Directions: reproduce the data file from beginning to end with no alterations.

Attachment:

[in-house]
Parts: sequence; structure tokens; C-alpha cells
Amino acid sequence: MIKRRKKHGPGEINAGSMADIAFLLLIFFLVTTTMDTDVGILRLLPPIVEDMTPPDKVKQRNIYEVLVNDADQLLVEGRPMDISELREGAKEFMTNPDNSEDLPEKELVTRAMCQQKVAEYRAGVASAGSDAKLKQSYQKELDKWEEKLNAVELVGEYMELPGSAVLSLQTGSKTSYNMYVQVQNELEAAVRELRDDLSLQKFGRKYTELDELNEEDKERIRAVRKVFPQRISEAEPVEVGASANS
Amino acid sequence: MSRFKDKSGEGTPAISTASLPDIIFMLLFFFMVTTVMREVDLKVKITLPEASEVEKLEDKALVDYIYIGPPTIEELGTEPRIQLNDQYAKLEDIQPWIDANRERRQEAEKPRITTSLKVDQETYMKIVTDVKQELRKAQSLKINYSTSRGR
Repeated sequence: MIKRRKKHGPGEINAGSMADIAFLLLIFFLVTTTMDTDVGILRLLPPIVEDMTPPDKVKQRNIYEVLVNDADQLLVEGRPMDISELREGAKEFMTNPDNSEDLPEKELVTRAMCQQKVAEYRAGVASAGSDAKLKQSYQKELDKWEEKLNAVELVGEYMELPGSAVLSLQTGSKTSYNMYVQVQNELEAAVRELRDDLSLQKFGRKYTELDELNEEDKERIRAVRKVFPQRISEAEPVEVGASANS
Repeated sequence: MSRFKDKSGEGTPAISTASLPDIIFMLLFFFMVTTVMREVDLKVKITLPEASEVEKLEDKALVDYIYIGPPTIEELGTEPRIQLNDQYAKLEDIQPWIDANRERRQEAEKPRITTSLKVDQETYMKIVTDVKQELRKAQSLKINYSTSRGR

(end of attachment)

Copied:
[in-house]
Parts: sequence; structure tokens; C-alpha cells
Amino acid sequence: MIKRRKKHGPGEINAGSMADIAFLLLIFFLVTTTMDTDVGILRLLPPIVEDMTPPDKVKQRNIYEVLVNDADQLLVEGRPMDISELREGAKEFMTNPDNSEDLPEKELVTRAMCQQKVAEYRAGVASAGSDAKLKQSYQKELDKWEEKLNAVELVGEYMELPGSAVLSLQTGSKTSYNMYVQVQNELEAAVRELRDDLSLQKFGRKYTELDELNEEDKERIRAVRKVFPQRISEAEPVEVGASANS
Amino acid sequence: MSRFKDKSGEGTPAISTASLPDIIFMLLFFFMVTTVMREVDLKVKITLPEASEVEKLEDKALVDYIYIGPPTIEELGTEPRIQLNDQYAKLEDIQPWIDANRERRQEAEKPRITTSLKVDQETYMKIVTDVKQELRKAQSLKINYSTSRGR
Repeated sequence: MIKRRKKHGPGEINAGSMADIAFLLLIFFLVTTTMDTDVGILRLLPPIVEDMTPPDKVKQRNIYEVLVNDADQLLVEGRPMDISELREGAKEFMTNPDNSEDLPEKELVTRAMCQQKVAEYRAGVASAGSDAKLKQSYQKELDKWEEKLNAVELVGEYMELPGSAVLSLQTGSKTSYNMYVQVQNELEAAVRELRDDLSLQKFGRKYTELDELNEEDKERIRAVRKVFPQRISEAEPVEVGASANS
Repeated sequence: MSRFKDKSGEGTPAISTASLPDIIFMLLFFFMVTTVMREVDLKVKITLPEASEVEKLEDKALVDYIYIGPPTIEELGTEPRIQLNDQYAKLEDIQPWIDANRERRQEAEKPRITTSLKVDQETYMKIVTDVKQELRKAQSLKINYSTSRGR